Prisoner of the Devil
Magnum, London, 1982
In all humility and with the greatest respect I dedicate this story to the memory of
The blurb on the back:
It was a case that Holmes had refused, despite desperate pleas, nothing would compel him to take it on. Nothing...except the personal command of his Queen. Victoria's request sends the great detective on a perilous mission to Devil's Island. There he meets his client, the disgraced officer and convicted spy Alfred Dreyfuss, and is hurled into the most enthralling case of his career.
'In a different class from other 'newly discovered' Sherlock Holmes stories.' - Dame Jean Conan Doyle
The first Sherlock books I ever had were the Short Stories and the Long Stories collections, but the next one was The Sherlock Holmes Companion by Michael & Mollie Hardwick. So I have a great fondness for Mr Hardwick - he introduced me to the concept of pseudo-biographies and the rest, which has helped fuel my enthusiasm for Holmes ever since.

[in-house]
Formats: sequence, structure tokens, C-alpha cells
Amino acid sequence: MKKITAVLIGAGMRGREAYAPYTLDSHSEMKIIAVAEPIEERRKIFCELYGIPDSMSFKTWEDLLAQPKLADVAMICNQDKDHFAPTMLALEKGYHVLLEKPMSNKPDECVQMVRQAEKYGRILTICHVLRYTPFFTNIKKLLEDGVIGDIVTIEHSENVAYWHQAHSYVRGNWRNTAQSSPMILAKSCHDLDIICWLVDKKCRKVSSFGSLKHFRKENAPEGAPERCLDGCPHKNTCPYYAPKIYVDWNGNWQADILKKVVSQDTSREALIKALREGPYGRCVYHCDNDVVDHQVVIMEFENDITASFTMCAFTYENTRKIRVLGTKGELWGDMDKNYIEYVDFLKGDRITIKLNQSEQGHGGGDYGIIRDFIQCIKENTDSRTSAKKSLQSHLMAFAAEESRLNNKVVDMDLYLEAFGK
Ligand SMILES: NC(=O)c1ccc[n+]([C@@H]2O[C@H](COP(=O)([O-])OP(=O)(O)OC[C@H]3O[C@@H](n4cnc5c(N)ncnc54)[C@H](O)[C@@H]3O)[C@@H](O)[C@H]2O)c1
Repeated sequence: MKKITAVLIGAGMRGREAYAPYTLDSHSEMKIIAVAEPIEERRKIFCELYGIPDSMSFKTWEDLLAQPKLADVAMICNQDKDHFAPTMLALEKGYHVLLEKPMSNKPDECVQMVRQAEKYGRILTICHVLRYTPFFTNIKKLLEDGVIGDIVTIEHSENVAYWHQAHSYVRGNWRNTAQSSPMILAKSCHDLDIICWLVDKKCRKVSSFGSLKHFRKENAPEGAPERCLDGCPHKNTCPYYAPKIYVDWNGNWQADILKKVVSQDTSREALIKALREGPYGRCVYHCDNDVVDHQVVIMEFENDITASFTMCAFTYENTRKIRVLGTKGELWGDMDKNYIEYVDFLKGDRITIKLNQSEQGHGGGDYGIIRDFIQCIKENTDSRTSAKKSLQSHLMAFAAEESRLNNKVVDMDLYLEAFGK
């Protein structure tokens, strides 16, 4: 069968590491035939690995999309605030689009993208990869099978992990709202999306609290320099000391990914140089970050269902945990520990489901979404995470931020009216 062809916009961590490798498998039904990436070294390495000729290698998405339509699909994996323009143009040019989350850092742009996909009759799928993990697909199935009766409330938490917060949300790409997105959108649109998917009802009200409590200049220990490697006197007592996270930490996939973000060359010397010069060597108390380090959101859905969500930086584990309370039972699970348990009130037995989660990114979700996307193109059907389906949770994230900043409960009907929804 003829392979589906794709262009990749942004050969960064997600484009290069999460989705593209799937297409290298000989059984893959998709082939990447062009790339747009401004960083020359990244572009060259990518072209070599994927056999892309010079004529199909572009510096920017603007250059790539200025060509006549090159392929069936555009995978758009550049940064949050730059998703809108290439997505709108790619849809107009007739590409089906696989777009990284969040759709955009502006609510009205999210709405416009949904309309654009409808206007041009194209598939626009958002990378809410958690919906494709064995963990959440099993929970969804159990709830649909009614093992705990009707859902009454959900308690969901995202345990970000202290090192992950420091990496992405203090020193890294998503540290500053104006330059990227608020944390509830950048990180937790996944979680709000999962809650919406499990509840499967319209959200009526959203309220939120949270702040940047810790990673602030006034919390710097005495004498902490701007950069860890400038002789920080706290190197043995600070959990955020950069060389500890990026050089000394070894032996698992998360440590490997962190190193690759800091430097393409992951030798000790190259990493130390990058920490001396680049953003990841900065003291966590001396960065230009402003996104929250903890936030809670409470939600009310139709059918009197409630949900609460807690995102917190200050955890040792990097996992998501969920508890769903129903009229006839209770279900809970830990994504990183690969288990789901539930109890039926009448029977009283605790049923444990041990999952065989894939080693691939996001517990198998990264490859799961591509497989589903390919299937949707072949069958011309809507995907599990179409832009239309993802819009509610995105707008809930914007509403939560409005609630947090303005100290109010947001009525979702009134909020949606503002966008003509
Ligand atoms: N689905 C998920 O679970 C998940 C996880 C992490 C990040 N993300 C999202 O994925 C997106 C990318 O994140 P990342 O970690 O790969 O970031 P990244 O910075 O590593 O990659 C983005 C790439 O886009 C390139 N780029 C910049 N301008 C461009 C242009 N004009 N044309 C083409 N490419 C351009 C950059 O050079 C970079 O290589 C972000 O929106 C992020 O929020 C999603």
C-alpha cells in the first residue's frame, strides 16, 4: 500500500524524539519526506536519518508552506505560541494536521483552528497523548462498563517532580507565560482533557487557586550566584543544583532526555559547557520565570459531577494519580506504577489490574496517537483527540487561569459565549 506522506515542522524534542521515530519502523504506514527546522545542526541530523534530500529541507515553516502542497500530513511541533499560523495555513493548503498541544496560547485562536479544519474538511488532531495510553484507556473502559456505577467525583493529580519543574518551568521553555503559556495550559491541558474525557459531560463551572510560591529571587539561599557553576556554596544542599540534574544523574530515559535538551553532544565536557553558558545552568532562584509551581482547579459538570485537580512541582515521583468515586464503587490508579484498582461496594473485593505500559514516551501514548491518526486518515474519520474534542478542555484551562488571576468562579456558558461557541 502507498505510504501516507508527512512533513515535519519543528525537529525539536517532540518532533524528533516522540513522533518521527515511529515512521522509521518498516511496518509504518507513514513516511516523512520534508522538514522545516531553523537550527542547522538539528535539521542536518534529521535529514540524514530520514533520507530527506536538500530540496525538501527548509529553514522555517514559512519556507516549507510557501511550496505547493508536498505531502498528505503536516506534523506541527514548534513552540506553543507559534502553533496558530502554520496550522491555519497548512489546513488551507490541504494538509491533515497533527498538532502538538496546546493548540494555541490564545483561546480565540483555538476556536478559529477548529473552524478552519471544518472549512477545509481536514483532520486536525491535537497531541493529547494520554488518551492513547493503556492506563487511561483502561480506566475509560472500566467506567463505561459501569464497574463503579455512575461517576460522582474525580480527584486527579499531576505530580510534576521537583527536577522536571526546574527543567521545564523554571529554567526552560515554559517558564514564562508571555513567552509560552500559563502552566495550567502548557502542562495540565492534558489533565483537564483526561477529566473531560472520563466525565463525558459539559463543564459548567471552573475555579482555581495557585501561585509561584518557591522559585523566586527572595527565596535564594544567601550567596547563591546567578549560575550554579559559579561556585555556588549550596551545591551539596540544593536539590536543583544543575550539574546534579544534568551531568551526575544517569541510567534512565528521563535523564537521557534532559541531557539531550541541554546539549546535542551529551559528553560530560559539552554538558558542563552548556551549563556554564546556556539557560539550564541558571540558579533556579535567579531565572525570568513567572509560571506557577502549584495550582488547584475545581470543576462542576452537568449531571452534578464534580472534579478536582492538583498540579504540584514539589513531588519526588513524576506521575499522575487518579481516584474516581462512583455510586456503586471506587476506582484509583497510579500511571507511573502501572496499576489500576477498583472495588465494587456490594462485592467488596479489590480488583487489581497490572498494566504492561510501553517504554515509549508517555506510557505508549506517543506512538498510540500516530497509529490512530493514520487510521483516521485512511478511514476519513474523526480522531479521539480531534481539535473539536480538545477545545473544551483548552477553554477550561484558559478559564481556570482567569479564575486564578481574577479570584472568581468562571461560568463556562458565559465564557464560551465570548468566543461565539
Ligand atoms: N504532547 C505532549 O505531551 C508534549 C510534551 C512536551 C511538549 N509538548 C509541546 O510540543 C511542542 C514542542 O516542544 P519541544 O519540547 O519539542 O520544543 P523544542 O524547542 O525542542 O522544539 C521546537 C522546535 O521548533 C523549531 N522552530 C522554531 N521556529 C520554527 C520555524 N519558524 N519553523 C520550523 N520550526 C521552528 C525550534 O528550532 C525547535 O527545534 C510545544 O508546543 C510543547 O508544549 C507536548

This book, however, somewhat tries my affection. It's not badly written by any means, and the idea of Holmes looking into the miscarriage of justice in the Dreyfuss case is a sharp piece of inspiration, but it's a bit bloody ponderous. Watson starts off by warning us that, while other stories he's told us may have been infused with 'colour' and 'wit', we're to expect nothing of the kind here; this is 'a grim account of treachery, cupidity, repression and shame'.
So it proves to be. We get Lestrade and Mycroft and Mrs Hudson, but we don't get any jokes. And 300 pages of a Holmes story without humour is pushing it somewhat.
Well-intentioned but wrong.